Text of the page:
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Strategic Planning and Management Insights

4 Keys to Successful Strategic Planning with Your Team

[fa icon="calendar"] September 06 / by Jonathan Mosley

You’ve organized time to work on your company’s strategic plan. Great! Taking time to strategically think about your business, the processes you use and how you can grow and improve your company is an important investment of your time. Strategic planning can be immensely valuable to your company but it’s important to take a disciplined approach to running the planning process.

Download PDF: Benefits of a strategic planning meeting.

A good place to start is ensuring that your strategic planning meetings are productive – this is a simple way of keeping your process on track and keeping your team members engaged. No one wants to waste their time in pointless meetings, least of all you, the business owner.

  1. The first key to running successful planning meetings – team buy-in. You need the full attention and support of everyone involved. The time budgeted for strategic planning must be understood to be top priority by everyone participating. It is essential to make sure your team understands the purpose of strategic planning – to design a strategy to ensure future success – and the significant role they play in shaping the plan.
  2. The second key is realizing that no strategic plan gets completed in one sitting. You will need to plan several meetings so that you can reflect on the plan and adjust as necessary. This means each meeting topic should be short and simple. The most common mistake that results in meetings running off the rails is setting too broad an agenda or cramming too many topics into a single meeting. Several short, concise, focused planning meetings are much better than an all-day marathon.
  3. The third key is the agenda. Every planning meeting needs one. It should be circulated prior to the meeting along with any reports or other materials that need to be reviewed in preparation. It should include all items to be discussed with time allocated for each. The agenda should also include a goal or statement of purpose for the meeting, highlighting how the meeting fits into the strategic planning process. This way those attending know what the outcome needs to be.
  4. Finally, you need to ensure that your planning meeting runs as planned. The following three roles are vital for keeping things on track.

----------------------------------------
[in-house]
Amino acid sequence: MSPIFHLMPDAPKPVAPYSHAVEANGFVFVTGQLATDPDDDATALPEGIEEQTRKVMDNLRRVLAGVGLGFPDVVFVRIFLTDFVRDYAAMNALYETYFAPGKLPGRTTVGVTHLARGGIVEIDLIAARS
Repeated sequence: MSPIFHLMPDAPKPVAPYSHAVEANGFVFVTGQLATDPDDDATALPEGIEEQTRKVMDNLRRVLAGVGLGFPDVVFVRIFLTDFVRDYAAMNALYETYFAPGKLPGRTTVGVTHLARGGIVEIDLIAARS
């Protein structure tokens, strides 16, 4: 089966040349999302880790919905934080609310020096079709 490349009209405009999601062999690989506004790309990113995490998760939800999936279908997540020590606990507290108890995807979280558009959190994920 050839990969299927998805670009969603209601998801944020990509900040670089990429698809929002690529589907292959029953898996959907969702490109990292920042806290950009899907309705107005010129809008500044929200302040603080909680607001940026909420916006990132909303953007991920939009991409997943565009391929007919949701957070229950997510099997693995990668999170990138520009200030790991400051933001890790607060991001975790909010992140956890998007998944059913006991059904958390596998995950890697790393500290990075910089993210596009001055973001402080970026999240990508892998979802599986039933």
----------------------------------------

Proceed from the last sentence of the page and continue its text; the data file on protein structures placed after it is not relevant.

If building your own strategic plan, our video walkthrough will guide you:I want to create the plan myself

Chair – This is probably you, although it doesn’t need to be. This person is responsible for leading the meeting and keeping the group focused on the agenda items. The meeting chair needs to ensure all the voices around the table are heard, should curtail distracting discussion and overrule counter-productive arguments. The chair will decided if there is a need to end discussion on items or push them off to another meeting.

Time Keeper – Not only should every meeting begin on time, it should end on time also. The time keeper is responsible for keeping the meeting running on time and will notify the Chair if items exceed allotted time.

Scribe – The scribe takes the meeting minutes and, pending the chair’s review, circulate these to all meeting participants. The minutes should include detailed action items, including who is responsible and the delivery date.

One of the most common reasons strategic planning gets derailed is unproductive, unfocused planning meetings. Ensuring the team has a stake in the process, is committed to short-focused meetings with a clear agenda and with clearly defined roles will help your company’s strategic planning process be successful.


4 Keys to Successful Team Planning

  1. Buy-in of all team members to the planning process and alignment of expectations of the outcome.
  2. Plan the necessary time and keep each planning meeting short and concise.
  3. Have a detailed agenda, with a clear goal.
  4. Assign key roles to keep each meeting on track: chair, time keeper, scribe.


Ready to start the strategic planning process?

Work with a facilitator or learn how to lead the process yourself:  

8 Reasons to use a facilitator for your next meeting


Topics: Strategic planning, meetings, agenda, Organization

Jonathan Mosley

Written by Jonathan Mosley

Jonathan has over a decade as a management professional. He is currently the Chair of the Board of the Canadian Ski Instructors’ Alliance BC Region, and Vice President of the Vancouver Board of Trade Ambassadors Club. Previously he was the Manager of Skier Development for Mt Seymour Resorts, where he oversaw sales, the ski school, IT and community engagement. Jonathan’s experience includes: strategic planning; sales and marketing; e-commerce; operations ranging from kids’ programming to food and beverage; guest service best practices; and risk management.

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